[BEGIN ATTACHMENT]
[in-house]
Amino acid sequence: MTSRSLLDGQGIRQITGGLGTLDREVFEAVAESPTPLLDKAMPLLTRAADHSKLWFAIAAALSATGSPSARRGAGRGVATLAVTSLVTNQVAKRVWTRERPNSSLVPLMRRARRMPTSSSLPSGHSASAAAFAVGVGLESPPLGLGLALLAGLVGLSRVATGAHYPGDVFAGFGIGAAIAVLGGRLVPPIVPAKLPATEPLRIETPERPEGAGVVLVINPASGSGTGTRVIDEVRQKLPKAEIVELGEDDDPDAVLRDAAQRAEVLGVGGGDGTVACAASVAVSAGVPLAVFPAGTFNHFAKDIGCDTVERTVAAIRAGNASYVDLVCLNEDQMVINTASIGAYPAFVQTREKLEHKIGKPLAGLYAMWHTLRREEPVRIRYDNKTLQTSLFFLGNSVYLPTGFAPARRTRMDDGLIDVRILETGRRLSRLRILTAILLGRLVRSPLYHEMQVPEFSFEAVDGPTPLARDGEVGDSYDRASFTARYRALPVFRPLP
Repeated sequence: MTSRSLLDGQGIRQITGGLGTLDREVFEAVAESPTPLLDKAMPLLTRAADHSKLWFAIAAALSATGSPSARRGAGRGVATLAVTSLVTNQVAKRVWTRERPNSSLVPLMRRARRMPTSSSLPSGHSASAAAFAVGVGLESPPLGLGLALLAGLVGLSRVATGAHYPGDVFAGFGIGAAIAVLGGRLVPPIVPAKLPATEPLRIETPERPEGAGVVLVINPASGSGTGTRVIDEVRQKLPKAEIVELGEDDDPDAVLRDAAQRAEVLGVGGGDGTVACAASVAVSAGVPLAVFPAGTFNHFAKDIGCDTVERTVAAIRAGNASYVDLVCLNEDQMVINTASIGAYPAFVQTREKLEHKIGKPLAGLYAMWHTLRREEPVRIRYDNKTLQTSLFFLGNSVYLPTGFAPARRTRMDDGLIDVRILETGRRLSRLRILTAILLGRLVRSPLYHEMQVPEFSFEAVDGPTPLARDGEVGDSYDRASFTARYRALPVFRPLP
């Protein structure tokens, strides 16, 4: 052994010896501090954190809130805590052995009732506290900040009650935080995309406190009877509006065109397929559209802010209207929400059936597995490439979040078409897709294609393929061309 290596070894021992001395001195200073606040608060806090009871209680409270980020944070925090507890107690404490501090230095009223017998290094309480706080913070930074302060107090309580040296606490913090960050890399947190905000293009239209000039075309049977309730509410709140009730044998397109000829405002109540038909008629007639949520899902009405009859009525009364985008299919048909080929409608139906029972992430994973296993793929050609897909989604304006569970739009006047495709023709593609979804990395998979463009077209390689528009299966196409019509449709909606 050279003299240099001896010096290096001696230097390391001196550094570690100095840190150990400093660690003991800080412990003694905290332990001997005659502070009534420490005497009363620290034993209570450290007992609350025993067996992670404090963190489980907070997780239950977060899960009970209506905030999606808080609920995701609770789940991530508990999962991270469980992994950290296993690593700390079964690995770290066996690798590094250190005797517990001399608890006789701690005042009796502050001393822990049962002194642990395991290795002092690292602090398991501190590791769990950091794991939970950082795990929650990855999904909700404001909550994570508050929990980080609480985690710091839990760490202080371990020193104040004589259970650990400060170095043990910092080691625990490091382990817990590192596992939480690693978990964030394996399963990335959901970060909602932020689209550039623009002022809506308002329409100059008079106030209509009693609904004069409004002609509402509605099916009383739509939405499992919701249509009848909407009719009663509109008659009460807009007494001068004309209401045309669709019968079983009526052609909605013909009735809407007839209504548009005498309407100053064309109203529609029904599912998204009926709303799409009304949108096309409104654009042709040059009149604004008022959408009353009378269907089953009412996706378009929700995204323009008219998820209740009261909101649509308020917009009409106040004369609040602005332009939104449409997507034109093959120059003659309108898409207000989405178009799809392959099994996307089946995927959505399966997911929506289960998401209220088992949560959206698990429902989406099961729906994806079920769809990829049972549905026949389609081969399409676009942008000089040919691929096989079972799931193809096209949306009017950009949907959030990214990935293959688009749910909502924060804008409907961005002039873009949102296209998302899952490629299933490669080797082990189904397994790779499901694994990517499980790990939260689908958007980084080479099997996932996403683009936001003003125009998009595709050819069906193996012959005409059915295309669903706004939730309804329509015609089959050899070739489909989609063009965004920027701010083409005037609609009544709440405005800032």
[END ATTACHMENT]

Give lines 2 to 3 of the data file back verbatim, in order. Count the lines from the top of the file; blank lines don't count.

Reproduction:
Amino acid sequence: MTSRSLLDGQGIRQITGGLGTLDREVFEAVAESPTPLLDKAMPLLTRAADHSKLWFAIAAALSATGSPSARRGAGRGVATLAVTSLVTNQVAKRVWTRERPNSSLVPLMRRARRMPTSSSLPSGHSASAAAFAVGVGLESPPLGLGLALLAGLVGLSRVATGAHYPGDVFAGFGIGAAIAVLGGRLVPPIVPAKLPATEPLRIETPERPEGAGVVLVINPASGSGTGTRVIDEVRQKLPKAEIVELGEDDDPDAVLRDAAQRAEVLGVGGGDGTVACAASVAVSAGVPLAVFPAGTFNHFAKDIGCDTVERTVAAIRAGNASYVDLVCLNEDQMVINTASIGAYPAFVQTREKLEHKIGKPLAGLYAMWHTLRREEPVRIRYDNKTLQTSLFFLGNSVYLPTGFAPARRTRMDDGLIDVRILETGRRLSRLRILTAILLGRLVRSPLYHEMQVPEFSFEAVDGPTPLARDGEVGDSYDRASFTARYRALPVFRPLP
Repeated sequence: MTSRSLLDGQGIRQITGGLGTLDREVFEAVAESPTPLLDKAMPLLTRAADHSKLWFAIAAALSATGSPSARRGAGRGVATLAVTSLVTNQVAKRVWTRERPNSSLVPLMRRARRMPTSSSLPSGHSASAAAFAVGVGLESPPLGLGLALLAGLVGLSRVATGAHYPGDVFAGFGIGAAIAVLGGRLVPPIVPAKLPATEPLRIETPERPEGAGVVLVINPASGSGTGTRVIDEVRQKLPKAEIVELGEDDDPDAVLRDAAQRAEVLGVGGGDGTVACAASVAVSAGVPLAVFPAGTFNHFAKDIGCDTVERTVAAIRAGNASYVDLVCLNEDQMVINTASIGAYPAFVQTREKLEHKIGKPLAGLYAMWHTLRREEPVRIRYDNKTLQTSLFFLGNSVYLPTGFAPARRTRMDDGLIDVRILETGRRLSRLRILTAILLGRLVRSPLYHEMQVPEFSFEAVDGPTPLARDGEVGDSYDRASFTARYRALPVFRPLP